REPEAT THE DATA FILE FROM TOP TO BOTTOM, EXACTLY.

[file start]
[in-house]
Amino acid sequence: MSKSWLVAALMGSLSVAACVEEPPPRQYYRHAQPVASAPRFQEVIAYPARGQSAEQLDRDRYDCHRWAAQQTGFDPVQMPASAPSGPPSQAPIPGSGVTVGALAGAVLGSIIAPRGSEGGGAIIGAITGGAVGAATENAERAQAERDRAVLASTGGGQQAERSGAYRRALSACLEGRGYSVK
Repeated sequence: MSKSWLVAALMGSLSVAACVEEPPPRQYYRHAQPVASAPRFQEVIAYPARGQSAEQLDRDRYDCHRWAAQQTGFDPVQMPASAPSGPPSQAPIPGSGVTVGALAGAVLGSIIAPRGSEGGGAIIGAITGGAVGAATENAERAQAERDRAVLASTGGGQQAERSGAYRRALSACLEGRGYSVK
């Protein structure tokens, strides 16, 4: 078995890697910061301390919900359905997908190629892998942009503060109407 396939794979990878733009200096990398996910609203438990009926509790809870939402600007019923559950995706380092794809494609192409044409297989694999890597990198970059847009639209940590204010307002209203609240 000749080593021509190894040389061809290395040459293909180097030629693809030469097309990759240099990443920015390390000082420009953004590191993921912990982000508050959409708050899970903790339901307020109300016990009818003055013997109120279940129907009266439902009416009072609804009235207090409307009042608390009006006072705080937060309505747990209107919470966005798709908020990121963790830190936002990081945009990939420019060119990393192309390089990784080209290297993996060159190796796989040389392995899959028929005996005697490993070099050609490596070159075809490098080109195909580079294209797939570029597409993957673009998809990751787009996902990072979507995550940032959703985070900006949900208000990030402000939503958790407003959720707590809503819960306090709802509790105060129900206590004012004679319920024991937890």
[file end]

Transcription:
[in-house]
Amino acid sequence: MSKSWLVAALMGSLSVAACVEEPPPRQYYRHAQPVASAPRFQEVIAYPARGQSAEQLDRDRYDCHRWAAQQTGFDPVQMPASAPSGPPSQAPIPGSGVTVGALAGAVLGSIIAPRGSEGGGAIIGAITGGAVGAATENAERAQAERDRAVLASTGGGQQAERSGAYRRALSACLEGRGYSVK
Repeated sequence: MSKSWLVAALMGSLSVAACVEEPPPRQYYRHAQPVASAPRFQEVIAYPARGQSAEQLDRDRYDCHRWAAQQTGFDPVQMPASAPSGPPSQAPIPGSGVTVGALAGAVLGSIIAPRGSEGGGAIIGAITGGAVGAATENAERAQAERDRAVLASTGGGQQAERSGAYRRALSACLEGRGYSVK
């Protein structure tokens, strides 16, 4: 078995890697910061301390919900359905997908190629892998942009503060109407 396939794979990878733009200096990398996910609203438990009926509790809870939402600007019923559950995706380092794809494609192409044409297989694999890597990198970059847009639209940590204010307002209203609240 000749080593021509190894040389061809290395040459293909180097030629693809030469097309990759240099990443920015390390000082420009953004590191993921912990982000508050959409708050899970903790339901307020109300016990009818003055013997109120279940129907009266439902009416009072609804009235207090409307009042608390009006006072705080937060309505747990209107919470966005798709908020990121963790830190936002990081945009990939420019060119990393192309390089990784080209290297993996060159190796796989040389392995899959028929005996005697490993070099050609490596070159075809490098080109195909580079294209797939570029597409993957673009998809990751787009996902990072979507995550940032959703985070900006949900208000990030402000939503958790407003959720707590809503819960306090709802509790105060129900206590004012004679319920024991937890």